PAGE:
Ever since U.K. Prime Minister Boris Johnson shared a reopening timeline in February, the live event industry has looked forward to a tentative June 21st return. In light of the Indian COVID-19 variant, however, lawmakers reportedly find it highly unlikely that restrictions imposed on gatherings will lift by then.
Writing for ITV, Robert Peston cited an unnamed government advisor as saying that chances of a full reopening by then are “close to nil.” “It is clear some social distancing will have to be retained; not everything we’ve set out for June 21st is likely to happen,” the individual said. “But it is also possible some of the easing we’ve done today will have to be reversed.”
Neither the advisor nor a minister elaborated on which guidances might remain in place. They said that testing and transmissibility of the Indian COVID-19 variant will weigh on their decision, as will the AstraZeneca/Oxford vaccine’s efficacy against it.
U.K. bars, nightclubs and venues were forced to close in March of last year as the COVID-19 pandemic unfolded, and countless festivals were postponed or called off. Some establishments have reopened intermittently with social distancing and other measures in place, and the U.K. government established a three-tiered system used to determine region-specific guidances in October.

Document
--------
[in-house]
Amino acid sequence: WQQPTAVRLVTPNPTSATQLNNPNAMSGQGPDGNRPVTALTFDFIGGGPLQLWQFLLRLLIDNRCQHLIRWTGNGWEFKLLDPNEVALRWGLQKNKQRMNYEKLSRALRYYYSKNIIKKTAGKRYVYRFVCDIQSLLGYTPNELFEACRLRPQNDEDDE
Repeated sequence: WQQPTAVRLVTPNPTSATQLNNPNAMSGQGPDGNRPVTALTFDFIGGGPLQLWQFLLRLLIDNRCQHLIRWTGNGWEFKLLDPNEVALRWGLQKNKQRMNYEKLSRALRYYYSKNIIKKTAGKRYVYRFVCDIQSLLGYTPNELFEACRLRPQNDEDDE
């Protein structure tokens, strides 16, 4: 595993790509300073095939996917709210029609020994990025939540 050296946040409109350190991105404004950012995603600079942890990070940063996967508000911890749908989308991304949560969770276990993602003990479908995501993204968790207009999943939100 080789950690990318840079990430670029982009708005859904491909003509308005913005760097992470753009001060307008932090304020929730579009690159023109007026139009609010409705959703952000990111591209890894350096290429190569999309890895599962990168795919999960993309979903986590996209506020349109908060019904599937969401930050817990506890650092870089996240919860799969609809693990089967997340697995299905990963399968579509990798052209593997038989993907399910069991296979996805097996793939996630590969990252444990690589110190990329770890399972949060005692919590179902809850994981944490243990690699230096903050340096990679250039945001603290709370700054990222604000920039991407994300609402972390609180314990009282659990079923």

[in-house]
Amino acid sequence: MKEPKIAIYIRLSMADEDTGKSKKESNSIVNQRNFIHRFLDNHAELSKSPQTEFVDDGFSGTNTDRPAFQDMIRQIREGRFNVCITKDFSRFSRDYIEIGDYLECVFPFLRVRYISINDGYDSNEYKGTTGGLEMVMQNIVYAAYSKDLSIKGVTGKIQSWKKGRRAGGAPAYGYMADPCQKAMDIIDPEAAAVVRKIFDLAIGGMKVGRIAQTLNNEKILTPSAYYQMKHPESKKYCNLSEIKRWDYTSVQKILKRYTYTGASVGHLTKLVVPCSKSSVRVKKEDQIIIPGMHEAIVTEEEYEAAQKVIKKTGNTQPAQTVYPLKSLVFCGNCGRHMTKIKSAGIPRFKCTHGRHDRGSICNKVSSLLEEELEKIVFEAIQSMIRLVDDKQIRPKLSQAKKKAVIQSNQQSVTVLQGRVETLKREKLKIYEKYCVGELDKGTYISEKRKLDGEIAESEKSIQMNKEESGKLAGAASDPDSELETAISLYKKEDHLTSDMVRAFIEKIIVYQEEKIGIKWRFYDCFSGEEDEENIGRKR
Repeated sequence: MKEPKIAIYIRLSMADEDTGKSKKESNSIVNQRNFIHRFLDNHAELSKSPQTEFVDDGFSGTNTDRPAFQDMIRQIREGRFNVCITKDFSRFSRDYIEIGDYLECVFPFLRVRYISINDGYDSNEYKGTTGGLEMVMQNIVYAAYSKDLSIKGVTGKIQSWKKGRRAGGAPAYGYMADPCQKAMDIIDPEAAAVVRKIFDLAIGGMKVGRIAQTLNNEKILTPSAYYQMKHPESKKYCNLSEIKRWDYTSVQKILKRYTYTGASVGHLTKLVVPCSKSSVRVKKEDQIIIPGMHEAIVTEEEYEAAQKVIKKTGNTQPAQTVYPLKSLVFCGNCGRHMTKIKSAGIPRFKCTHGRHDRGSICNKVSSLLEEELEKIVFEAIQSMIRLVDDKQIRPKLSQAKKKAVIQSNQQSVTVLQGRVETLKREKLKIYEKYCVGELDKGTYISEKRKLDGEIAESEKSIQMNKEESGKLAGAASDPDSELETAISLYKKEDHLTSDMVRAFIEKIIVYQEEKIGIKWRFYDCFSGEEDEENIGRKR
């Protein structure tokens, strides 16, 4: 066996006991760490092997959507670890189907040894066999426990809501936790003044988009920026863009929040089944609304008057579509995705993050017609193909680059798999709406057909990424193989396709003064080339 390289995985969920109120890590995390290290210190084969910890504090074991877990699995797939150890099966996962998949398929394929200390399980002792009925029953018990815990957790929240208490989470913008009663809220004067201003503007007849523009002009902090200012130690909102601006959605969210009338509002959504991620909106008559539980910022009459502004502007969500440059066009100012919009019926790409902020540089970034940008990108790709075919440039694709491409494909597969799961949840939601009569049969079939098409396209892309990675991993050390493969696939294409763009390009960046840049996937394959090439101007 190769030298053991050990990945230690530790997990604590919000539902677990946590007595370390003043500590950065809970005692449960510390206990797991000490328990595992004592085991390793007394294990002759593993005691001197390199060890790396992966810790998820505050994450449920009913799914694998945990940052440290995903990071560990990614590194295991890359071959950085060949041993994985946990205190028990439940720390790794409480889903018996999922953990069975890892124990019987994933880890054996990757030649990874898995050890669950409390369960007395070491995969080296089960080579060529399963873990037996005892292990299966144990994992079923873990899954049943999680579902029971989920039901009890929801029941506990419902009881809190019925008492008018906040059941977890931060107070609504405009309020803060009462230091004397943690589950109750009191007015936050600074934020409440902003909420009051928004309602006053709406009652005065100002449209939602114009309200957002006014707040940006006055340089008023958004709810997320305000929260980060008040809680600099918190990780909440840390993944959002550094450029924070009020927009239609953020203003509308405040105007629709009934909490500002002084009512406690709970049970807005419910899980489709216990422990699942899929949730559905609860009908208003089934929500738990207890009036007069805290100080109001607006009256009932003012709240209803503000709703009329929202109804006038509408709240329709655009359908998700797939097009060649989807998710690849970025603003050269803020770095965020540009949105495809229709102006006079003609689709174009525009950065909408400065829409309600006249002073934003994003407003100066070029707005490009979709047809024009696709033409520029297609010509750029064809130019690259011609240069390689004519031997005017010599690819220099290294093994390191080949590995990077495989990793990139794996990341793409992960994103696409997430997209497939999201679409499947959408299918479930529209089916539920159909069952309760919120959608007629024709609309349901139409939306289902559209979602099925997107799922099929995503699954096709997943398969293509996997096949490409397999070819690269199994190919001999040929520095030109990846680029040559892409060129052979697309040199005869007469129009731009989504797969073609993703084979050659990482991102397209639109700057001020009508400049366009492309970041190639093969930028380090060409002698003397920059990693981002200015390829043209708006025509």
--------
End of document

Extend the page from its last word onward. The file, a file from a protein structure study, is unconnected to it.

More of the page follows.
At the end of April, Circus teamed up with the Events Research Programme (ERP) on a 6,000-person trial event at a warehouse venue in Liverpool. COVID-19 test data gathered from that and other gatherings will be used to determine whether live events can resume without contributing to transmission of the novel coronavirus.
According to Peston, the officials said that the final decision will be made in roughly a month based on data made available in about two weeks.